Heat release has been shown to have a direct correlation with post-
crash fire survival time. Materials that comply with the standards 
(i.e., Sec.  25.853 entitled ``Compartment interiors'' as amended by 
Amendment 25-61 and Amendment 25-66) extend survival time by 
approximately 2 minutes, over materials that do not comply.
    At the time these standards were written the potential application 
of the requirements of heat release and smoke emission to seats was 
explored. The seat frame itself was not a concern because it was 
primarily made of aluminum and there were only small amounts of non-
metallic materials. It was determined that the overall effect on 
survivability was negligible, whether or not the food trays met the 
heat release and smoke requirements. The requirements therefore did not 
address seats. The preambles to both the Notice of Proposed Rule Making 
(NPRM), Notice No. 85-10 (50 FR 15038, April 16, 1985) and the Final 
Rule at Amendment 25-61 (51 FR 26206, July 21, 1986), specifically note 
that seats were excluded ``because the recently adopted standards for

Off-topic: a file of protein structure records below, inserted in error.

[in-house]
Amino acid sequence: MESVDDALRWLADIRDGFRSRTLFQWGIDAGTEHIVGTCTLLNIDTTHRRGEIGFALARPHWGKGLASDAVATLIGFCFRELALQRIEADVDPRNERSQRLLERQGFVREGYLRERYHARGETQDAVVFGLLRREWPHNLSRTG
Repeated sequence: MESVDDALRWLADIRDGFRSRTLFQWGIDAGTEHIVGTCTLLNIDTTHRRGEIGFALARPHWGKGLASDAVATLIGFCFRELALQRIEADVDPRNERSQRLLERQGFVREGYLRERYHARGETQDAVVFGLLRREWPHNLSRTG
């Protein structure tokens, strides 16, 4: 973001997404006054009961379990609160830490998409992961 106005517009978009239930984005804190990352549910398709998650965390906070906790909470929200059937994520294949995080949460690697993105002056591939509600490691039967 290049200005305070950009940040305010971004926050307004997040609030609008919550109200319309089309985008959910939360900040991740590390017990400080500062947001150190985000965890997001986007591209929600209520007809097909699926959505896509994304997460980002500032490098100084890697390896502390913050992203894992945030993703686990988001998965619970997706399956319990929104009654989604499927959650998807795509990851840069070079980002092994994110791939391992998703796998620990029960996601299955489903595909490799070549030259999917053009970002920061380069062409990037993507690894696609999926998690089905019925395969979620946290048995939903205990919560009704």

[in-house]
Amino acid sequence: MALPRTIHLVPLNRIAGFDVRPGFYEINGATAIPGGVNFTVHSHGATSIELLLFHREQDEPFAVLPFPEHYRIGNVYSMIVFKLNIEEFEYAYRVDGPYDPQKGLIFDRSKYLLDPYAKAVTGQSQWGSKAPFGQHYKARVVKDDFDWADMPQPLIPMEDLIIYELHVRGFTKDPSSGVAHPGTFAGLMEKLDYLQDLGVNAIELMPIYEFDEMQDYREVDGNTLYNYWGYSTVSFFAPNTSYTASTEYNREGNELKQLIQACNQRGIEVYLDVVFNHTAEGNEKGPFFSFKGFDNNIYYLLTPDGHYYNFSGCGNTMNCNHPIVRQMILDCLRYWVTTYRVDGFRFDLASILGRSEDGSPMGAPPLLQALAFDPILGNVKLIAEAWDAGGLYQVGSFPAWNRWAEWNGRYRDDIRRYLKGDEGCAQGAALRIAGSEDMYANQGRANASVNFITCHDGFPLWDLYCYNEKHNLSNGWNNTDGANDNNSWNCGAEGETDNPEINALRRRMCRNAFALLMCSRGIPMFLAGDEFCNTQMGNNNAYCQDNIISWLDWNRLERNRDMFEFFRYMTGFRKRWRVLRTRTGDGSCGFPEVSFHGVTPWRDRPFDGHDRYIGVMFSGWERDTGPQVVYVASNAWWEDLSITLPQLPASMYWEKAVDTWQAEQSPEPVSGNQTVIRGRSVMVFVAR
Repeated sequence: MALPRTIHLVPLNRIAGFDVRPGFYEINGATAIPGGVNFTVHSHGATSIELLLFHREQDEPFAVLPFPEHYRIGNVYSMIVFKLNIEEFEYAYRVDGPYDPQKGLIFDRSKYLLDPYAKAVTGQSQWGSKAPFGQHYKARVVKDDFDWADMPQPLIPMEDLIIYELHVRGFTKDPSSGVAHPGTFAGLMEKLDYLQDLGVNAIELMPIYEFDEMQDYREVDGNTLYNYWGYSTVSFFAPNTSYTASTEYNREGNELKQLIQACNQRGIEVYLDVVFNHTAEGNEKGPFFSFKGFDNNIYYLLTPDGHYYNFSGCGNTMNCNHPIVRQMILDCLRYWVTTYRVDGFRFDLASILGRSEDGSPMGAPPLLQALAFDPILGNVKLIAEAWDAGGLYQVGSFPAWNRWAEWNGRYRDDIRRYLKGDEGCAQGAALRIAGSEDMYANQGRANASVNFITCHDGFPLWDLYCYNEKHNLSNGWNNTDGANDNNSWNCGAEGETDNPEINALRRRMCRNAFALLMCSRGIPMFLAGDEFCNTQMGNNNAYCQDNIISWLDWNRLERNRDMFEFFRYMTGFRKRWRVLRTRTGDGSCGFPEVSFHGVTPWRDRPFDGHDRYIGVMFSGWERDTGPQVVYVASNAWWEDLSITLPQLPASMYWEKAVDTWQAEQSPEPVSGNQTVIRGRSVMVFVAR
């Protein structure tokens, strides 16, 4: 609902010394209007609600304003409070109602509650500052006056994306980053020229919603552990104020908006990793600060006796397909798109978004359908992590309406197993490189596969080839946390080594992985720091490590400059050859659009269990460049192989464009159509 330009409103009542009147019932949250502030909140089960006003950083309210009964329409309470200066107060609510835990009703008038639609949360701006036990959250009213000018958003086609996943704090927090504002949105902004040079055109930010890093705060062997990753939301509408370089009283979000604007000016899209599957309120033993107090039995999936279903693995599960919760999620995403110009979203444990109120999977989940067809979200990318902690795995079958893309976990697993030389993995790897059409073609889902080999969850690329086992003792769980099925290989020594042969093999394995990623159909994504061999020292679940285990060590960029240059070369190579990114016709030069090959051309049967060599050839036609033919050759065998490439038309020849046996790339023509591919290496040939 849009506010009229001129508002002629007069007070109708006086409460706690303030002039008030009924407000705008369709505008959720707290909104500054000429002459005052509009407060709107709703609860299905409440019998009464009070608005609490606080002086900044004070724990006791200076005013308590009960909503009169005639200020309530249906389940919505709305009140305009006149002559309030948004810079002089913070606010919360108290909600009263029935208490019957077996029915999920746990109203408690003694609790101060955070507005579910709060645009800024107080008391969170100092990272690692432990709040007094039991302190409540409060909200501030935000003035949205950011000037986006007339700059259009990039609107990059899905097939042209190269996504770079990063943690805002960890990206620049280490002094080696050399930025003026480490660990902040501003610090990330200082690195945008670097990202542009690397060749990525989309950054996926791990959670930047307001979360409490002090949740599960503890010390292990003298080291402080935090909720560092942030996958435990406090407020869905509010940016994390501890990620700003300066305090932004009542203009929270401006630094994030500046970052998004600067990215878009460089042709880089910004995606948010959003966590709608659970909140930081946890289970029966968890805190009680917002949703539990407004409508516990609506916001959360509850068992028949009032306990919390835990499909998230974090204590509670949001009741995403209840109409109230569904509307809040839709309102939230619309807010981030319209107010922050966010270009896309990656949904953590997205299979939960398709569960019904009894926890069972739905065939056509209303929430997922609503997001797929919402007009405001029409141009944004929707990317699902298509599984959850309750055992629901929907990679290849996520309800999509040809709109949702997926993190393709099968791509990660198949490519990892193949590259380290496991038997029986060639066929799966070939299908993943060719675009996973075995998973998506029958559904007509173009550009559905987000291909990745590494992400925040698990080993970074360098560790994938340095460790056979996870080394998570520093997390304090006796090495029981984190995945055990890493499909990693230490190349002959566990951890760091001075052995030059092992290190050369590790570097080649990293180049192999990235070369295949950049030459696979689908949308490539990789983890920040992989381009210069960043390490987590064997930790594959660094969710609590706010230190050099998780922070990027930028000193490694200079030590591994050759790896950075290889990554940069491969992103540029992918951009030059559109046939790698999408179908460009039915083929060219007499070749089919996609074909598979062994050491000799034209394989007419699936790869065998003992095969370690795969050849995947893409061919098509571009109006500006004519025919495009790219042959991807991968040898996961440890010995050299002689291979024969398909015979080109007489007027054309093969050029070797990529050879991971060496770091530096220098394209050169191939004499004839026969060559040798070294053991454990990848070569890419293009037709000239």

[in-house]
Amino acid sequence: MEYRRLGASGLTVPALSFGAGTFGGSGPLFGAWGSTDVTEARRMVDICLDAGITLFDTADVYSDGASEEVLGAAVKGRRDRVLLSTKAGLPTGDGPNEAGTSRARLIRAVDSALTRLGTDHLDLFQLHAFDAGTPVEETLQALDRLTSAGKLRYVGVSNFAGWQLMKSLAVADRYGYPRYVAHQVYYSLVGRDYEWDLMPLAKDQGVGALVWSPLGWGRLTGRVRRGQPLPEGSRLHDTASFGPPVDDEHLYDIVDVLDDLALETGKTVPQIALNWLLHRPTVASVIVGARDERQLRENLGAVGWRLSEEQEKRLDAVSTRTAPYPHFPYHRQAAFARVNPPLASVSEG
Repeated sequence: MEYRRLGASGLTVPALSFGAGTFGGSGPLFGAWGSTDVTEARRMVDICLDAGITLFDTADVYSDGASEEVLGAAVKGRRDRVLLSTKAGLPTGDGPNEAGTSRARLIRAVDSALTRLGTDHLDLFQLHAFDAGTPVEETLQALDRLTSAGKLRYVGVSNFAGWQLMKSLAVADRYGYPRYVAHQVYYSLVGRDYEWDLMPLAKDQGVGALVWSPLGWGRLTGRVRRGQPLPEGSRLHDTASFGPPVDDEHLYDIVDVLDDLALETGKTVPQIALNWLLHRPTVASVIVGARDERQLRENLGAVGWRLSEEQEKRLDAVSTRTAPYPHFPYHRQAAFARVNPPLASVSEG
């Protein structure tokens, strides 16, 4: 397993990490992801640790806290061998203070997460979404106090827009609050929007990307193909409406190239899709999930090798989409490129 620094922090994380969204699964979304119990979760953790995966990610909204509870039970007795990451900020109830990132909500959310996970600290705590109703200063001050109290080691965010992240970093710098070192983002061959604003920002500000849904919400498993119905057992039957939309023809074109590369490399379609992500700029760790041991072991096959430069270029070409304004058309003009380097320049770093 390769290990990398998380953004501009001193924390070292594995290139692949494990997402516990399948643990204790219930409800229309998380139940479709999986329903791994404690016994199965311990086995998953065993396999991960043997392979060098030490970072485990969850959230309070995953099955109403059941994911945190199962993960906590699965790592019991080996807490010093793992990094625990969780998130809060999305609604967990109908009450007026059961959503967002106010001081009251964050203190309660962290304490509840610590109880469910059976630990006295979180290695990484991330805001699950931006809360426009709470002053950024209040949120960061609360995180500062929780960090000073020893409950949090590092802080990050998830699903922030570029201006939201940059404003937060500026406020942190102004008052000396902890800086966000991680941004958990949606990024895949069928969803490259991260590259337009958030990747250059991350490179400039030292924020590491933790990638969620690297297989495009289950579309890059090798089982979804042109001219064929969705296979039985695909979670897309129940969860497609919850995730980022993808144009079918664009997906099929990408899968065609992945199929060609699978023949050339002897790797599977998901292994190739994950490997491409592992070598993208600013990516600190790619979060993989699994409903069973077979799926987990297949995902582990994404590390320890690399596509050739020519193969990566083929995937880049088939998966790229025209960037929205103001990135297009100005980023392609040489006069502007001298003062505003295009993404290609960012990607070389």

flammability of seat cushions will greatly inhibit involvement of the 
seats.''
    Subsequently, the Final Rule at Amendment 25-83 (60 FR 6615, March 
6, 1995) clarified the definition of minimum panel size: ``It is not 
possible to cite a specific size that will apply in all installations; 
however, as a general rule, components with exposed-surface areas of 
one square foot or less may be considered small enough that they do

[[Page 65761]]

not have to meet the new standards. Components with exposed-surface 
areas greater than two square feet may be considered large enough that 
they do have to meet the new standards. Those with exposed-surface 
areas greater than one square foot, but less than two square feet, must 
be considered in conjunction with the areas of the cabin in which they 
are installed before a determination could be made.''
    In the late 1990s, the FAA issued Policy Memorandum 97-112-39, 
``Guidance for Flammability Testing of Seat/Console Installations,'' 
October 17, 1997 (https://www.airweb.faa.gov/Regulatory_and_Guidance_
Library/rgPolicy.nsf/0/180fc146e245add486256d49006d29bd/$FILE/
Oct1797.pdf). That memo was issued when it became clear that seat 
designs were evolving to include large non-metallic panels with surface 
areas that would impact survivability during a cabin fire event, 
comparable to partitions or galleys. The memo noted that large surface 
area panels must comply with heat release and smoke emission